Complex Software is Hard

George Schlossnagle
Feb. 11, 2015 by George Schlossnagle

tl;dr – It’s easy to build systems for when things go right, it’s hard to build them for when things go wrong.

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Building software to a spec is easy. Building software to perform in the situations you can anticipate is only a tad bit harder. It’s the engineering involved to build a system that is instrumented for observability and constructed with tools to operate under conditions you didn’t foresee
that is the true feat. Software operating time and a heterogeneity of customer needs are the two reagents necessary to build truly kick-ass products. Message Systems brings almost two decades of software development and a customer base extending to the world’s largest and most challenging environments (spanning huge ESPs, telcos, social networks and e-businesses).

Port25 adds to the equation similar depth of operational experience (actually slightly longer) and a broad deployment base across ESPs large and small, as well as a huge swath of e-businesses. Simply put, together we bring a depth of email experience unmatched in the market, and the experience of delivering high quality software and service in the world’s most challenging environments. I could not be more excited about the combination, not only for how it expands the markets we can serve, but because the bringing together of such engineering talent and experiences will inevitably make both sets of products stronger.

I won’t speak to the Port25 origin story, but I’m happy to share a bit about Message Systems. Back in the late 90s, my brother Theo and I were running a small scalability consultancy. We mainly helped clients who had built Internet sites in the mid 90s grow, and operationally manage those sites as traffic exploded through the back half of the decade and into the first Internet bubble. We were both active in and around the Apache project and did quite a bit of work helping people engineer for scale.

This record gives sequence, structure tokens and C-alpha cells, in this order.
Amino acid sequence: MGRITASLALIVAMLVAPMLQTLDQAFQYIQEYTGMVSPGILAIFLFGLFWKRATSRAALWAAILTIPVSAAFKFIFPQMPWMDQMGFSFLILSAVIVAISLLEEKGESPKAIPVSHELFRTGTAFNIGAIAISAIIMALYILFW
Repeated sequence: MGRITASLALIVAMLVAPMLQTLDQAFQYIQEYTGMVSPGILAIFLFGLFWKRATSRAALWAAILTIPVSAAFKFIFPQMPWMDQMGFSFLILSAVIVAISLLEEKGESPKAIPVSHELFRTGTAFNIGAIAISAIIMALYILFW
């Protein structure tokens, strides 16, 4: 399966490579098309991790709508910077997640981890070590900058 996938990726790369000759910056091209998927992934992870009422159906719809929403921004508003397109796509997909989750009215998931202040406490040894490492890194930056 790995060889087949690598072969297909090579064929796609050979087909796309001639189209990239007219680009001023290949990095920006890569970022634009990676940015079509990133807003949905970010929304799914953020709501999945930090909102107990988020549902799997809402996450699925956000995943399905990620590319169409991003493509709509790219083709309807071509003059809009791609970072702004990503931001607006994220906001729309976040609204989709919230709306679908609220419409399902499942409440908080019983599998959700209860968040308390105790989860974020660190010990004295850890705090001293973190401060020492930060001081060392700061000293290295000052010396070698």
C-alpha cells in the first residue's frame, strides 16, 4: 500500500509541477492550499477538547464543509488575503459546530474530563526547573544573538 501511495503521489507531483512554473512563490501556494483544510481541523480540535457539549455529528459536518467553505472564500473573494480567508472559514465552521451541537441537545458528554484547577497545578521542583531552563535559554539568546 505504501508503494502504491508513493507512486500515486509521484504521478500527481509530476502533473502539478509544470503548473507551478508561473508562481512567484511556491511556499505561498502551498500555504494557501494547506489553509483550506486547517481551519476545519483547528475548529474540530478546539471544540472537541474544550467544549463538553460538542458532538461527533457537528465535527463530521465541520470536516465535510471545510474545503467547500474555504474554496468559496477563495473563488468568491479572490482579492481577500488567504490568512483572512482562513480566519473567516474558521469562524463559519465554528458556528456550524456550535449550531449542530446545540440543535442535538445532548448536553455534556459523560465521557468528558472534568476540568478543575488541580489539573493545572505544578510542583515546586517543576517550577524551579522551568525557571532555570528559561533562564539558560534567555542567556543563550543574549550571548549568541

Some of our clients also engaged in very large-scale B2C email communication, including an online gaming company that sent in the 20 million mails per day range (that’s medium-sized peanuts today, but in 1998 that made them one of the largest volume emailers in existence). As we helped them scale their operations, we were constantly plagued with the lack of at-scale operability in the mail solutions available at the time. Our software was born of many sleepless nights staring at malfunctioning software solutions without the ability to easily understand the precipitating conditions, observe the current state, or manipulate that state quickly.

The solutions available at the time all suffered from a number of different flaws:

  • Poor scalability and resiliency, especially under adverse conditions (large back queues, things like that)
  • A lack of good administrative tools that give you fast and non-resource intensive queue insight and online management, so that when you have operational issues you can quickly diagnose, isolate and remediate them. Anyone that has ever managed mail knows both how painful and necessary this is.
  • An inability to set differing delivery policies, limits and tunings for different domains and service providers; and an inability to adjust or tune delivery parameters based on disposition and handling policies at receiving ISPs.
  • A lack of extensibility, meaning that if you wanted to alter or augment the way the MTA operated, you needed to fork a source code base and maintain your changes as patches, creating a maintainability nightmare (milter didn’t exist back then, and even today doesn’t cover things like the desire for custom IO management, alternate delivery protocols, integration with external data for delivery policy and custom logging).